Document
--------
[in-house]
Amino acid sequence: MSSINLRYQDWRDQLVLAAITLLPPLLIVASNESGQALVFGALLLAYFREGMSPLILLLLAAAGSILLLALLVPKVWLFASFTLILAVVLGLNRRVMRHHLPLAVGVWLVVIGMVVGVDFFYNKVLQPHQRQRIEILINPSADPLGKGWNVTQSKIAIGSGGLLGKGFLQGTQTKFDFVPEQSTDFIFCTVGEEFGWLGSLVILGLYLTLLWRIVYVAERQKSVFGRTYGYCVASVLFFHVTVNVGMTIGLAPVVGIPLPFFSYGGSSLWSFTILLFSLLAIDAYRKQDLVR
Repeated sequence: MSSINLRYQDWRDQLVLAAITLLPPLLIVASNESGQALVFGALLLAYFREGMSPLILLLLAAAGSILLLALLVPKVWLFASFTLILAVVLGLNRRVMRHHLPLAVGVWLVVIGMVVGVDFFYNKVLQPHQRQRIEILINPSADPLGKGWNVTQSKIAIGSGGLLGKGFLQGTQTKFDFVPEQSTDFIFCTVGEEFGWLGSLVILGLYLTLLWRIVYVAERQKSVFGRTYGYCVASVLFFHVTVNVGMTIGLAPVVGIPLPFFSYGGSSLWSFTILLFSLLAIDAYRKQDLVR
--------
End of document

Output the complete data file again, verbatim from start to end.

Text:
[in-house]
Amino acid sequence: MSSINLRYQDWRDQLVLAAITLLPPLLIVASNESGQALVFGALLLAYFREGMSPLILLLLAAAGSILLLALLVPKVWLFASFTLILAVVLGLNRRVMRHHLPLAVGVWLVVIGMVVGVDFFYNKVLQPHQRQRIEILINPSADPLGKGWNVTQSKIAIGSGGLLGKGFLQGTQTKFDFVPEQSTDFIFCTVGEEFGWLGSLVILGLYLTLLWRIVYVAERQKSVFGRTYGYCVASVLFFHVTVNVGMTIGLAPVVGIPLPFFSYGGSSLWSFTILLFSLLAIDAYRKQDLVR
Repeated sequence: MSSINLRYQDWRDQLVLAAITLLPPLLIVASNESGQALVFGALLLAYFREGMSPLILLLLAAAGSILLLALLVPKVWLFASFTLILAVVLGLNRRVMRHHLPLAVGVWLVVIGMVVGVDFFYNKVLQPHQRQRIEILINPSADPLGKGWNVTQSKIAIGSGGLLGKGFLQGTQTKFDFVPEQSTDFIFCTVGEEFGWLGSLVILGLYLTLLWRIVYVAERQKSVFGRTYGYCVASVLFFHVTVNVGMTIGLAPVVGIPLPFFSYGGSSLWSFTILLFSLLAIDAYRKQDLVR